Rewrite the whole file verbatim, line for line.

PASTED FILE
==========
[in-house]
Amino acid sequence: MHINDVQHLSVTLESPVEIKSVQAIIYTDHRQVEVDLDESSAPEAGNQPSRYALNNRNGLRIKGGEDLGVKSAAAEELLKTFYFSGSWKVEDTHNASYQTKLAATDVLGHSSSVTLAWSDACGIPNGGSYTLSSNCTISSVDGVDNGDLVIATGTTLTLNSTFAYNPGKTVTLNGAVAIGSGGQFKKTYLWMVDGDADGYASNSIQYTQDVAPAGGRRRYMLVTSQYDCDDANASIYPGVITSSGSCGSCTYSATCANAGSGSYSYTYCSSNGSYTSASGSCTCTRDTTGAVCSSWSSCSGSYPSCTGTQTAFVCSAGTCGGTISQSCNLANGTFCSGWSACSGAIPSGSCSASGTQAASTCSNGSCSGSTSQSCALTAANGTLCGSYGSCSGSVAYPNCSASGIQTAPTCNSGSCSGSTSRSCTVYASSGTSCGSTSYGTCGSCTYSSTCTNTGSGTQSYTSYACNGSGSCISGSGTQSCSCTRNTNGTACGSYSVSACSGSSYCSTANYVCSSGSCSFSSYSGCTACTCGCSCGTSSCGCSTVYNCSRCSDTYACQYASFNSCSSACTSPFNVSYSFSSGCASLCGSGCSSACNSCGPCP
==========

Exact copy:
[in-house]
Amino acid sequence: MHINDVQHLSVTLESPVEIKSVQAIIYTDHRQVEVDLDESSAPEAGNQPSRYALNNRNGLRIKGGEDLGVKSAAAEELLKTFYFSGSWKVEDTHNASYQTKLAATDVLGHSSSVTLAWSDACGIPNGGSYTLSSNCTISSVDGVDNGDLVIATGTTLTLNSTFAYNPGKTVTLNGAVAIGSGGQFKKTYLWMVDGDADGYASNSIQYTQDVAPAGGRRRYMLVTSQYDCDDANASIYPGVITSSGSCGSCTYSATCANAGSGSYSYTYCSSNGSYTSASGSCTCTRDTTGAVCSSWSSCSGSYPSCTGTQTAFVCSAGTCGGTISQSCNLANGTFCSGWSACSGAIPSGSCSASGTQAASTCSNGSCSGSTSQSCALTAANGTLCGSYGSCSGSVAYPNCSASGIQTAPTCNSGSCSGSTSRSCTVYASSGTSCGSTSYGTCGSCTYSSTCTNTGSGTQSYTSYACNGSGSCISGSGTQSCSCTRNTNGTACGSYSVSACSGSSYCSTANYVCSSGSCSFSSYSGCTACTCGCSCGTSSCGCSTVYNCSRCSDTYACQYASFNSCSSACTSPFNVSYSFSSGCASLCGSGCSSACNSCGPCP